What core belief did you develop that could guide you in the design of a new organization if you had the opportunity?
Upon perusal of the Mumbai article, I realized two major beliefs that would guide me in the design of a new organization if I were provided the opportunity to do so. The first core belief pertains to focusing on the workforce, or the individuals, that I already have and then organizing them appropriately. The second core belief relates to the design of organization, specifically that my business strategy, which includes a mission, capabilities, and competencies, would influence the design of the organization, rather than the other way around. Implementation of these two core beliefs will help to result in the success of a given organization.
In order to implement the first core belief, or the focus on the current workforce, it is necessary to modify the organization’s design to fit the employees’ talents and capabilities while simultaneously addressing any significant skill gaps. Focusing on one’s employees and the organization’s foundation is one of the most successful methods to use when designing any business, as an effective workforce is the backbone of any company’s success. One must always take care of the employees’ needs first, and these needs take precedence over external needs. In today’s times, companies have quickly rid themselves of loyal employees during difficult economic times and recruited brand-new employees, operating under the false assumption that new employees will automatically result in new success. However, with the right system in place, organizations do not need to recruit exceptional talent in order to achieve significant success, as evidenced by the “dabbawalas.”
When implementing the second core belief, or the focus on melding an organization to a particular business strategy, one should design an organization accordingly and determine how individuals will fit within that organizational structure. This type of approach begins with and consistently focuses on strategy, which ultimately yields well-designed organizations that achieve success, both in the short-term and long-term. Transparency and standardization are critical to take into account when designing an organization, and the “dabbawalas” railway system illustrates the focus on long-term needs and strategies designed to address these needs. Long-term focuses will not only help support the business strategy, but also management efforts regarding succession. Lastly, when designing an organization, it is important to take into account the operational environment, specifically the economic, social-cultural, political, technological, and environmental aspects. The “dabbawalas” exemplified this focus when they modified their organizational structure to account for an increased presence of women in the workforce.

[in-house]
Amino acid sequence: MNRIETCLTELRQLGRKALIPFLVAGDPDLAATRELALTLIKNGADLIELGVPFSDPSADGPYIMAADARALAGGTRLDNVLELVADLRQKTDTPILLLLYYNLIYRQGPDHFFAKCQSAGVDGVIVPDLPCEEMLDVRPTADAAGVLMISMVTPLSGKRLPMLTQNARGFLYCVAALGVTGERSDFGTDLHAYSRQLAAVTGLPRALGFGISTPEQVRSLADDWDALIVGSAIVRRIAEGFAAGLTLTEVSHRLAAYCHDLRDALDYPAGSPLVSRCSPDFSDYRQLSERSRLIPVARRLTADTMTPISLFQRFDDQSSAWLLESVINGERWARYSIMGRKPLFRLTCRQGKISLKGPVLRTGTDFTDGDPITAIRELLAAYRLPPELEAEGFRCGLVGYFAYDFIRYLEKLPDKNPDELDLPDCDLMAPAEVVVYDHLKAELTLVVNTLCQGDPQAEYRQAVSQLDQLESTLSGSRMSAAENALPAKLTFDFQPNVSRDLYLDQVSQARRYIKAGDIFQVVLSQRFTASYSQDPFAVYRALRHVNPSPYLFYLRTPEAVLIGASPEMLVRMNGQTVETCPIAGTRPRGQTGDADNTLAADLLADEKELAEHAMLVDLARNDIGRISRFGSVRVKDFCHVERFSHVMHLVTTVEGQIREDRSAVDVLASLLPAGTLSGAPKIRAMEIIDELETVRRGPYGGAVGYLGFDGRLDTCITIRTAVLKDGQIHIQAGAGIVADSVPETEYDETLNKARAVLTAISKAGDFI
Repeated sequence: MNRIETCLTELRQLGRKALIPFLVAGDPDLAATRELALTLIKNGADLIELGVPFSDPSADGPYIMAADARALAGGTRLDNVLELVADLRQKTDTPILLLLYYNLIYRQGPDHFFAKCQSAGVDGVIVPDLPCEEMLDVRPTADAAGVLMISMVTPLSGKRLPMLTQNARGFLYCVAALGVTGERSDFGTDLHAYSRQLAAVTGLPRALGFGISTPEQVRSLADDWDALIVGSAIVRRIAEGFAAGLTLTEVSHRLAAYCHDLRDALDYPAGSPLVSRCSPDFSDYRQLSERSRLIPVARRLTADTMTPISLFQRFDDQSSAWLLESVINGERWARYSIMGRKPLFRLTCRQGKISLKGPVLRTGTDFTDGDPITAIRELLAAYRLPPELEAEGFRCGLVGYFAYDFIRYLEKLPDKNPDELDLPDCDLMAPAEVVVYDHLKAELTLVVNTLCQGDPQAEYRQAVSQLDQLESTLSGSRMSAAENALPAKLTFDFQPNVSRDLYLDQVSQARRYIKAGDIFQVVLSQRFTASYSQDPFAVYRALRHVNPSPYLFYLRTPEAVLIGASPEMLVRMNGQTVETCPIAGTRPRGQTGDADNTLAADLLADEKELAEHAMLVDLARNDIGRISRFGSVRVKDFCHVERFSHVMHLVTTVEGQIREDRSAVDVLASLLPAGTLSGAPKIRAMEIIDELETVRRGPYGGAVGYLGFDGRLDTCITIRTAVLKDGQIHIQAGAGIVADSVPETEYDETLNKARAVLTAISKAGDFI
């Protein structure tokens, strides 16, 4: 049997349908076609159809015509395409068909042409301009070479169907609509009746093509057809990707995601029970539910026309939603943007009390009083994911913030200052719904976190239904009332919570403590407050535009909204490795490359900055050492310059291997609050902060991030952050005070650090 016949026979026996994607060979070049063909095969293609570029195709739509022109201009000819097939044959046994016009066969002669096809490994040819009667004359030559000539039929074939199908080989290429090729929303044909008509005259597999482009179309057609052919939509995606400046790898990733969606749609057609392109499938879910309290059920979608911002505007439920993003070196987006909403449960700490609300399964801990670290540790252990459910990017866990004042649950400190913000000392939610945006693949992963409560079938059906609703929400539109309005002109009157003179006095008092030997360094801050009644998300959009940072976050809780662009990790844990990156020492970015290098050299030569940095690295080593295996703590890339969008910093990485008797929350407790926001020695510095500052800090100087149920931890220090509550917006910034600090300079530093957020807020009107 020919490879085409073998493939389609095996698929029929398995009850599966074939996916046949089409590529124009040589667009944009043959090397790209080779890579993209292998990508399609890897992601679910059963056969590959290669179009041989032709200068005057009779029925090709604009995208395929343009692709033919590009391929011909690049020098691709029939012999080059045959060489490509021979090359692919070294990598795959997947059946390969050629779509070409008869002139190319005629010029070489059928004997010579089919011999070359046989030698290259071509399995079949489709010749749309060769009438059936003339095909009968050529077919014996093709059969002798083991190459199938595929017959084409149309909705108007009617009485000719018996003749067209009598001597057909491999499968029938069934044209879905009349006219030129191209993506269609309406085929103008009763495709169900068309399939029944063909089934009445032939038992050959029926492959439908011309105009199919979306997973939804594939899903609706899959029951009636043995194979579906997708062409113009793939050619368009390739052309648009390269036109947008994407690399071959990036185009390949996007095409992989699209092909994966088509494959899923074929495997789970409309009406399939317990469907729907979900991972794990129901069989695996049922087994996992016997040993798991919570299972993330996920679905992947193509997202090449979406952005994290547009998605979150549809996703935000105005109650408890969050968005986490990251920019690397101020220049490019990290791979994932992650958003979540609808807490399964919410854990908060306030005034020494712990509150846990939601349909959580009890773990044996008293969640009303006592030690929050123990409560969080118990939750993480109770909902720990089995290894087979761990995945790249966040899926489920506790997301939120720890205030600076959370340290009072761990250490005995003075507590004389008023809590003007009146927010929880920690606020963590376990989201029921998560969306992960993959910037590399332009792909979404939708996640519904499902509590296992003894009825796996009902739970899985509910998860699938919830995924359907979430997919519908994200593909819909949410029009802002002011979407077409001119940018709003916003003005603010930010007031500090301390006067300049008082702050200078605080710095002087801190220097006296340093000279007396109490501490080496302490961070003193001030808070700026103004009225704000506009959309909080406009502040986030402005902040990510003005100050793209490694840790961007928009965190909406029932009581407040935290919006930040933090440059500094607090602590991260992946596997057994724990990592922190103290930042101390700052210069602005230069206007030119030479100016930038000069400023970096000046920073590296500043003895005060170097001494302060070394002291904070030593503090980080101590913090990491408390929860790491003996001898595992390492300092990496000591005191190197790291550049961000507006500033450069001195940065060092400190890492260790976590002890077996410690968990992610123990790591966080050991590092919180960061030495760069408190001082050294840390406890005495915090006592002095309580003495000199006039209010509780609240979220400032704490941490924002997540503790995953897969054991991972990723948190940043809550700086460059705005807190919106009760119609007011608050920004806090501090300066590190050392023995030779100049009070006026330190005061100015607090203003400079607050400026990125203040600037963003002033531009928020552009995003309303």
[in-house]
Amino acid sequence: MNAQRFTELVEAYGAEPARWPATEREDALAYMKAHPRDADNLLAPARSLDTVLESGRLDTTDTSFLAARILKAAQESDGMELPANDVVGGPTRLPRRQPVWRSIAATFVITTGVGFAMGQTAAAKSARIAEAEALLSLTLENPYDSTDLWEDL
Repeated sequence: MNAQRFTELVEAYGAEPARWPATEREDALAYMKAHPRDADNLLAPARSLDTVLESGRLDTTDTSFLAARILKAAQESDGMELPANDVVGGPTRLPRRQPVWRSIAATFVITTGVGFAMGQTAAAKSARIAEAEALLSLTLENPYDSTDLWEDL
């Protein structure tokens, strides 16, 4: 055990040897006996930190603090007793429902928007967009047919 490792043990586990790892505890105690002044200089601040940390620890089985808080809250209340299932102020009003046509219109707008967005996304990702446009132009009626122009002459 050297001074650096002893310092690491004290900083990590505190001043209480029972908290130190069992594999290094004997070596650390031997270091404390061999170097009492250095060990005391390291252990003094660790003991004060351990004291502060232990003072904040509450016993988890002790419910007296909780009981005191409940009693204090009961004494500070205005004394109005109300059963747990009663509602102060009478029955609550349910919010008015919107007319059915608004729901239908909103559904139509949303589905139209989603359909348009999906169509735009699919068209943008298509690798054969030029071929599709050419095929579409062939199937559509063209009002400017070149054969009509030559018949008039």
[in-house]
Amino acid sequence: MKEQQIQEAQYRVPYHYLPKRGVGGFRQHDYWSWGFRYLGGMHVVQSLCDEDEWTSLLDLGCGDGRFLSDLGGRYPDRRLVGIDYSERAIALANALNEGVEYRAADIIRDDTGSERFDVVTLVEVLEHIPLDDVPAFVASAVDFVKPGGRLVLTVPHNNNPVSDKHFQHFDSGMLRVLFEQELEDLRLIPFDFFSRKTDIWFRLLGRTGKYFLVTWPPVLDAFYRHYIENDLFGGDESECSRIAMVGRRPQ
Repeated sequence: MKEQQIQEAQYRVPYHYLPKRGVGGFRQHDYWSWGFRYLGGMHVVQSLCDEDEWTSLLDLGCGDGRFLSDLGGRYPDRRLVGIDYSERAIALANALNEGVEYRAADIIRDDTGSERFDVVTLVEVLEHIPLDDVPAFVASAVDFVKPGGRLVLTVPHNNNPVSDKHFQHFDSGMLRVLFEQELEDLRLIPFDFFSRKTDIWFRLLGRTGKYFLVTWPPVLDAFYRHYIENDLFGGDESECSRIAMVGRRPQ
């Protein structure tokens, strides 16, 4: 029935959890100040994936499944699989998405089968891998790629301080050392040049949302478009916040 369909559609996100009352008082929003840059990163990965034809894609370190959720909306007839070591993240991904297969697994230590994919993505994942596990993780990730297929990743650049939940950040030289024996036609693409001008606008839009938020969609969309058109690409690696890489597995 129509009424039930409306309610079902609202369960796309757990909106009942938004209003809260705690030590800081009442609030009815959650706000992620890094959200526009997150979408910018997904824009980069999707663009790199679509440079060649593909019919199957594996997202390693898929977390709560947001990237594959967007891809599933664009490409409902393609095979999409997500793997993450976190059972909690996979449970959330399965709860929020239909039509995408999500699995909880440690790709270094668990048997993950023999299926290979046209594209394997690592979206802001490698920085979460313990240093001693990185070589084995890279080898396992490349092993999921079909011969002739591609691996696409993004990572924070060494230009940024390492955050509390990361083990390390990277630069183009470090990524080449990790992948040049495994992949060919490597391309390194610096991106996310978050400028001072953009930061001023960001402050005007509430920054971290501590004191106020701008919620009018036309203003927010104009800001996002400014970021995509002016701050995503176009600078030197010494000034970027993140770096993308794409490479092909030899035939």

What would the structure look like?
While a theoretical discussion of an ideal business structure is possible, the practical implementation of an ideal business structure is problematic. Specifically, effective designs often require focusing more on people or more on strategy. Aside from this conflicted focus, companies must also choose between an array of different structures available, and each structure comes with its own strengths and weaknesses. Moreover, different companies work best with different structures, which further exacerbates the process of organizational design. The most effective organizational designs will focus on the differentiation and aggregation of individuals, jobs, and functions, and this design will also effectively deliver the company’s competitive strategy through its various activities. Organizational design should also take into account integration, which aids in the coordination and conveying of information throughout the workforce.
In general, the traditional hierarchy is probably the most effective model for most business organizations. However, this hierarchy should also partially emphasize self-management to enhance ownership in the company. Partial emphasis is important, as companies based completely on self-management may experience failure and have no clear perpetrator to hold responsible. In addition, unfettered self-management may also lead to employees’ deviation from their tasks, resulting in the organization’s overall negative performance. Management layers in these types of structures should also contribute more value to a company, rather than just serving as a supervisory layer. In other words, management staff should hold several responsibilities, such as the allocation of resources, the provision of functional guidance, the creation of new businesses, the facilitation of linkages or knowledge between different units, and the provision of services from a call center.
In contrast, flat organizations have greater risk tolerance, and this tolerance can be attributed to the management layers’ tendencies to screen data and eliminate decision options. These tendencies result in top managers at multilayered hierarchies having fewer decisions to make and options that have been more thoroughly analyzed, which result in fewer mistakes. Multilayered hierarchies also help provide structure and identification within an organization, and they help outline responsibilities and obligations for employees. It is important to note that increased organizational growth entails stronger management, such as formal work assignments, structured guidelines, and detailed rules, which will help streamline operations. Overall, hierarchies are critical to take into account for the design and implementation of an organizational structure for a company.